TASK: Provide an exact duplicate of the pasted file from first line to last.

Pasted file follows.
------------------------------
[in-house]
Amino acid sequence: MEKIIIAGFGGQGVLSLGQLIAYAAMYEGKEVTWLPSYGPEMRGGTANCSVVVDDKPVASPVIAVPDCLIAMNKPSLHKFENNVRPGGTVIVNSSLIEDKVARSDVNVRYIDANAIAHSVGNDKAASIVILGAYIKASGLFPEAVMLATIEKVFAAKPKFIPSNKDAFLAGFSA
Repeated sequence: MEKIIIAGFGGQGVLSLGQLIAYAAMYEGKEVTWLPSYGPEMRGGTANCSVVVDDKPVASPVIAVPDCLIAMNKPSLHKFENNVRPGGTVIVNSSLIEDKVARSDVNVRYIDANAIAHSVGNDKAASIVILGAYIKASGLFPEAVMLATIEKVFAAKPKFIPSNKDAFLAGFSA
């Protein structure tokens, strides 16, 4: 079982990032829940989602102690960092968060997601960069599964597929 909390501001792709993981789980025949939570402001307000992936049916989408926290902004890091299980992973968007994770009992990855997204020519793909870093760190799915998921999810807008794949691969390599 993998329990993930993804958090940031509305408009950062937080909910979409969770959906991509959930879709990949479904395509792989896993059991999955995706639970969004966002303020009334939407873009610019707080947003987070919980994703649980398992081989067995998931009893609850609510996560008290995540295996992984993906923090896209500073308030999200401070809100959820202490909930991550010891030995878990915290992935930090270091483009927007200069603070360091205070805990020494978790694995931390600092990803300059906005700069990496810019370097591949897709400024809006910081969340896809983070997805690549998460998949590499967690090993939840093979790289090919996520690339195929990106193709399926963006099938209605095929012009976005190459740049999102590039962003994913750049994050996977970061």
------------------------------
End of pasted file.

[in-house]
Amino acid sequence: MEKIIIAGFGGQGVLSLGQLIAYAAMYEGKEVTWLPSYGPEMRGGTANCSVVVDDKPVASPVIAVPDCLIAMNKPSLHKFENNVRPGGTVIVNSSLIEDKVARSDVNVRYIDANAIAHSVGNDKAASIVILGAYIKASGLFPEAVMLATIEKVFAAKPKFIPSNKDAFLAGFSA
Repeated sequence: MEKIIIAGFGGQGVLSLGQLIAYAAMYEGKEVTWLPSYGPEMRGGTANCSVVVDDKPVASPVIAVPDCLIAMNKPSLHKFENNVRPGGTVIVNSSLIEDKVARSDVNVRYIDANAIAHSVGNDKAASIVILGAYIKASGLFPEAVMLATIEKVFAAKPKFIPSNKDAFLAGFSA
């Protein structure tokens, strides 16, 4: 079982990032829940989602102690960092968060997601960069599964597929 909390501001792709993981789980025949939570402001307000992936049916989408926290902004890091299980992973968007994770009992990855997204020519793909870093760190799915998921999810807008794949691969390599 993998329990993930993804958090940031509305408009950062937080909910979409969770959906991509959930879709990949479904395509792989896993059991999955995706639970969004966002303020009334939407873009610019707080947003987070919980994703649980398992081989067995998931009893609850609510996560008290995540295996992984993906923090896209500073308030999200401070809100959820202490909930991550010891030995878990915290992935930090270091483009927007200069603070360091205070805990020494978790694995931390600092990803300059906005700069990496810019370097591949897709400024809006910081969340896809983070997805690549998460998949590499967690090993939840093979790289090919996520690339195929990106193709399926963006099938209605095929012009976005190459740049999102590039962003994913750049994050996977970061």